Edamame is the Japanese name for the edible soybean. (They're called Mao Dou in China.) While soybeans are grown in many parts of the world to produce oil and other products from the ripe beans, in many eastern parts of the world, the edamame plant is grown for the purpose of using the still-green beans as a foodstuff as is. It serves as a vegetable and can be cooked with in many dishes. The pods must be picked while still green or they are not edible any longer. All pods from a single plant are harvested at once, so one must plant several crops of edamame to be able to grow and harvest all season.(1)

Edamame is very common in Japanese restaurants, and are sometimes jokingly called "Japanese peanuts" or "Japanese bar nuts" because of their omnipresence and their munchability. They are served, either warm or cold, still in the pod. They often have a sprinkling of sea salt over the tops. One must squeeze the pods and pop the beans into one's mouth; the pods are not edible. Edamame pods are usually served in a bowl, with a plate. The plate is for the shells; when finished, invert the bowl over the pile of shells on the plate. They are usually served before a meal, and many people love them with beer or sake.

To prepare edamame this way at home, boil the uncooked beans in water (salted or unsalted) for five to 10 minutes. If you are serving edamame hot, serve immediately after cooking, for it does not reheat well. Cooked edamame, however, can be refrigerated quite well. Edamame is also often used in stir-fry and other dishes just like any other bean, although this is a little more common in China than Japan.(2)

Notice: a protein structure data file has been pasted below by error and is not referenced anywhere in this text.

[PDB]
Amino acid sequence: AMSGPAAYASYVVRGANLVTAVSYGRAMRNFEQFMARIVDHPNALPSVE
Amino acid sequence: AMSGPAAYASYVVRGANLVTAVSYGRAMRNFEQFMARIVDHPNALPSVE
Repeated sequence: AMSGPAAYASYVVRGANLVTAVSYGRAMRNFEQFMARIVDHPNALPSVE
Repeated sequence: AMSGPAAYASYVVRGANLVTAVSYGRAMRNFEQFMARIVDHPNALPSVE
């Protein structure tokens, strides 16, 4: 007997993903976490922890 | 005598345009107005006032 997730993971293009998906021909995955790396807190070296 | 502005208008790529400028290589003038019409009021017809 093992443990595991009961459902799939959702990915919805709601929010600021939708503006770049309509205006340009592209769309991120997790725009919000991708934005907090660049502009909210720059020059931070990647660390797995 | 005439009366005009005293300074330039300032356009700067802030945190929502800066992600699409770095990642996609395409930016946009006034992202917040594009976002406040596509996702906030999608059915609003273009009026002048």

Edamame has a fairly sweet bean taste. While it reminds some people of peas or lima beans, edamame in general has a nuttier, less vegetable-like taste. They are of themselves fairly neutral, so the flavor goes with just about everything. "Eighty percent of people who try them like them," says agronomist Duane Johnson, Ph.D., associate professor of soil and crop sciences at Colorado State University in Fort Collins. "One percent doesn't like them because they keep trying to eat the pod. The others don't dislike them, they're neutral." (3)

Edamame is also fairly nutritious; they contain high amounts of (soy) protein and are low in fat--even lower in fat than their fully-ripe, processed relatives. The average half-cup serving of edamame contains "11 grams of protein; 130 mg of calcium; 485 mg of potassium; 25 percent of folate's recommended daily allowance; iron; 99 calories (23 from fat); and no cholesterol. " (4)

(1) http://www.evergreenseeds.com/evergreenseeds/edsoyed.html
(2) For edamame recipes, look here: http://agsyst.wsu.edu/sweetbeans.htm
(3) http://www.naturalinvestor.com/nfm-online/nfm_backs/Mar_00/edamame.cfm
(4) ibid.

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